The final segment Mara is best of the three included for this anthology. In this segment we get to see Sophia Loren at her best as she seduces men with her undeniable charm. Marcello Mastroianni gives one of his most physical performances since Federico Fellini’s 8 ½ as he shows his mastery of slap stick comedy. My favorite moment in the segment is shortly after we are introduced to Mastroianni’s character and he tells Loren’s character to put on a school girl’s outfit because it reminds him of his niece. From this moment on he has cemented his characters motivations and desires. The relationship between Mara and the young man who wants to become a priest is playful at best and it never verges on vulgar. This final segment also features Sophia Loren’s infamous strip tease. I can only imagine the furor it caused back then since it is as sensual as ever with Loren looks drop dead gorgeous.
Overall If you are a fan of comedy laced with sexual innuendos that has an Italian flavor to it, I recommend you check out Yesterday, Today and Tomorrow.
Yesterday, Today and Tomorrow comes on a 50 GB dual layer BluRay. The film is presented in a 1080 progressive widescreen. The source used is in very good shape. There are no problems with compression, colors look vibrant, flesh tones look accurate, details are crisp, black and contrast levels remain strong throughout. When compared to previous home video releases, this releases transfer is easily the best this film has looked to date on home video.
This release comes with two audio options, a LPCM mono mix in Italian and a LPCM mono mix in English. Both audio mixes are in very good shape. There are no issues with distortion or background noise, dialog is always clear, everything sounds balanced and the more ambient aspects of the soundtrack are well represented. Included with this release are removable English subtitles.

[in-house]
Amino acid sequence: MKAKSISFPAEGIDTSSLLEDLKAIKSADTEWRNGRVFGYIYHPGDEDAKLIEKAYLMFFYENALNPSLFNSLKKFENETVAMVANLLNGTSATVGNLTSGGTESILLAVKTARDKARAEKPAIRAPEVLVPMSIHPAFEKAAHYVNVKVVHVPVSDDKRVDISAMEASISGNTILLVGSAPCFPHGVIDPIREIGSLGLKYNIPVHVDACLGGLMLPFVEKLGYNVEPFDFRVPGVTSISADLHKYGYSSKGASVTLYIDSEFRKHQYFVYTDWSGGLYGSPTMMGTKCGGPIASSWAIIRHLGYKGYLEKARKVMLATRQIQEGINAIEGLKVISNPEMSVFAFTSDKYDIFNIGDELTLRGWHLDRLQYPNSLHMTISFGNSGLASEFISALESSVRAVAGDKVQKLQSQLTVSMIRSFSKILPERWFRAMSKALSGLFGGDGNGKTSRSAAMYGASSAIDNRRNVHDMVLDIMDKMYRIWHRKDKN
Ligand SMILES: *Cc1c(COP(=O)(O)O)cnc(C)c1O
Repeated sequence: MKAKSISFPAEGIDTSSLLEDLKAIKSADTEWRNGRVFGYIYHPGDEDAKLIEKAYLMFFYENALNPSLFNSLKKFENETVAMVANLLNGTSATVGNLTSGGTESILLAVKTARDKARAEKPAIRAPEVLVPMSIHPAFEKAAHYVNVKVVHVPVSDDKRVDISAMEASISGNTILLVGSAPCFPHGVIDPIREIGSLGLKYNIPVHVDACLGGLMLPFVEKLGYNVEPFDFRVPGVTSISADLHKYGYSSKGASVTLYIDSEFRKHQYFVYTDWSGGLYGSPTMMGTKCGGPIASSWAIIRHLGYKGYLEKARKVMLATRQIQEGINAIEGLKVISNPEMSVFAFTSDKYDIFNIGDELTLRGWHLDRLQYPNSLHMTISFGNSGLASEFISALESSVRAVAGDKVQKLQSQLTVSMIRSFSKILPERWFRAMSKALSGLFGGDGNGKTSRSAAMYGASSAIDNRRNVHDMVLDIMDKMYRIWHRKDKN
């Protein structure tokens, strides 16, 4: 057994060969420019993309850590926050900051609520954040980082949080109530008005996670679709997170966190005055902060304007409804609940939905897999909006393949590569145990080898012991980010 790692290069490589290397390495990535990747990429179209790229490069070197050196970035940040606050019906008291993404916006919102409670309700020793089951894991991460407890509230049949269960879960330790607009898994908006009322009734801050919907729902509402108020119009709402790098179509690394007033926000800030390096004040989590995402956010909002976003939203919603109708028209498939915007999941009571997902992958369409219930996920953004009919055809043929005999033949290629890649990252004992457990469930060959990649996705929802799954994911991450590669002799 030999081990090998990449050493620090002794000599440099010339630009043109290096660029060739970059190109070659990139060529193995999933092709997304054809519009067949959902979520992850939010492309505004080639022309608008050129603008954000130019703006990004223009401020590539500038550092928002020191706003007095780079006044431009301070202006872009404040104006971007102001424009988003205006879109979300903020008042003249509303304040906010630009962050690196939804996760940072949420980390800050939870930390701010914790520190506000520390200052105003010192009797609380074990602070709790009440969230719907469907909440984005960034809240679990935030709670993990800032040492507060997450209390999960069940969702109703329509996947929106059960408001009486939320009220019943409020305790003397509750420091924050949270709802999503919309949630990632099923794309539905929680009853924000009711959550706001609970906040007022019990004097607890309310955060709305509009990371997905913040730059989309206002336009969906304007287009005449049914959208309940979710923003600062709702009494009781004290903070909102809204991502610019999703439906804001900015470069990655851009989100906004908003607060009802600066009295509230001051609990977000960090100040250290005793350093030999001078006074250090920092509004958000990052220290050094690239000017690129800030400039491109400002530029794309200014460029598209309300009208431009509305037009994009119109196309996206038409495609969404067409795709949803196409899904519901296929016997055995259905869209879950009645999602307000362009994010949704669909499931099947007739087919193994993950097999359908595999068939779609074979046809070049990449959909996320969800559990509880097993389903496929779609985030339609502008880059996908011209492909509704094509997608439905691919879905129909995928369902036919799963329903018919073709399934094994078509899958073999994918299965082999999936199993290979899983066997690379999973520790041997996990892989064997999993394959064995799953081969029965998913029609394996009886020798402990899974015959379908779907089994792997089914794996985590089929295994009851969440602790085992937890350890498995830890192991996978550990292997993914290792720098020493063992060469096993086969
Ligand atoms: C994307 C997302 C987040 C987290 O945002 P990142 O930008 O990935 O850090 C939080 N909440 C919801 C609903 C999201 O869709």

Extras for this release include, a reversible cover art, a documentary titled Sophia Loren: Yesterday, Today and Tomorrow (54 minutes 3 seconds, in Italian / English with English subtitles) and a documentary about Vittorio De Sica titled Vittorio D (95 minutes 16 seconds, in Italian / English with English subtitles).
Topics discussed in the extra titled Sophia Loren: Yesterday, Today and Tomorrow include, The Gold of Naples, Two Women, Boccaccio ’70, Yesterday, Today and Tomorrow, Marriage Italian Style, Cinderella: Italian Style, A Special Day, Vittorio De Sica, Carlo Ponti and Marcello Mastroianni. Besides comments from Sophia Loren and other who discuss her legacy. This extra also features several vintage news reel footage of Sophia Loren.
Content wise, Vittorio D does a superb job not only covering the various stages of Vittorio De Sica’s career as an actor and director, but also who he was outside of the film industry.
Overall Marriage Italian Style gets a strong release from Cult Films.
Note: Cult Films are also releasing this film on DVD.